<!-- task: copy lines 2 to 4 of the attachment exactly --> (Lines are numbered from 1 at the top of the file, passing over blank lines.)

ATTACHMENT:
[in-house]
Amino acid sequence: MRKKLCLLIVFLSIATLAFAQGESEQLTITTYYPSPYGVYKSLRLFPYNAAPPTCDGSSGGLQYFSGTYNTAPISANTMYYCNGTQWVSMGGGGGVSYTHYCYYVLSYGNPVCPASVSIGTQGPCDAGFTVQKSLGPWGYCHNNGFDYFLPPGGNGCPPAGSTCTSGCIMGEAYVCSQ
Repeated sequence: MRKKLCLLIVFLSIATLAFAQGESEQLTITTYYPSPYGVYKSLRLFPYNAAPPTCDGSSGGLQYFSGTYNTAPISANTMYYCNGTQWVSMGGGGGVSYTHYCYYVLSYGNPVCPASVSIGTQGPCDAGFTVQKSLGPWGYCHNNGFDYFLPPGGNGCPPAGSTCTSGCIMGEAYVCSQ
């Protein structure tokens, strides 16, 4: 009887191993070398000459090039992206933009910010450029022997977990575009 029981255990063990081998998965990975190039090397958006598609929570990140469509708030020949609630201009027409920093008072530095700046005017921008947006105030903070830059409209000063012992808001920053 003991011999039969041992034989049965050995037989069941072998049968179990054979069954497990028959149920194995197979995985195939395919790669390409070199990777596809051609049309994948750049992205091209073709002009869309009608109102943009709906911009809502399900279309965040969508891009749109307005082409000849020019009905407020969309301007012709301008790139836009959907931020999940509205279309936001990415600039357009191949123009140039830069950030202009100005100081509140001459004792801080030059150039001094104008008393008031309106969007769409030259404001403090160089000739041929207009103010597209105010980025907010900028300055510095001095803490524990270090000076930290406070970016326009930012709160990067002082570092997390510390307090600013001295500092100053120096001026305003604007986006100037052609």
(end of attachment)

Amino acid sequence: MRKKLCLLIVFLSIATLAFAQGESEQLTITTYYPSPYGVYKSLRLFPYNAAPPTCDGSSGGLQYFSGTYNTAPISANTMYYCNGTQWVSMGGGGGVSYTHYCYYVLSYGNPVCPASVSIGTQGPCDAGFTVQKSLGPWGYCHNNGFDYFLPPGGNGCPPAGSTCTSGCIMGEAYVCSQ
Repeated sequence: MRKKLCLLIVFLSIATLAFAQGESEQLTITTYYPSPYGVYKSLRLFPYNAAPPTCDGSSGGLQYFSGTYNTAPISANTMYYCNGTQWVSMGGGGGVSYTHYCYYVLSYGNPVCPASVSIGTQGPCDAGFTVQKSLGPWGYCHNNGFDYFLPPGGNGCPPAGSTCTSGCIMGEAYVCSQ
């Protein structure tokens, strides 16, 4: 009887191993070398000459090039992206933009910010450029022997977990575009 029981255990063990081998998965990975190039090397958006598609929570990140469509708030020949609630201009027409920093008072530095700046005017921008947006105030903070830059409209000063012992808001920053 003991011999039969041992034989049965050995037989069941072998049968179990054979069954497990028959149920194995197979995985195939395919790669390409070199990777596809051609049309994948750049992205091209073709002009869309009608109102943009709906911009809502399900279309965040969508891009749109307005082409000849020019009905407020969309301007012709301008790139836009959907931020999940509205279309936001990415600039357009191949123009140039830069950030202009100005100081509140001459004792801080030059150039001094104008008393008031309106969007769409030259404001403090160089000739041929207009103010597209105010980025907010900028300055510095001095803490524990270090000076930290406070970016326009930012709160990067002082570092997390510390307090600013001295500092100053120096001026305003604007986006100037052609």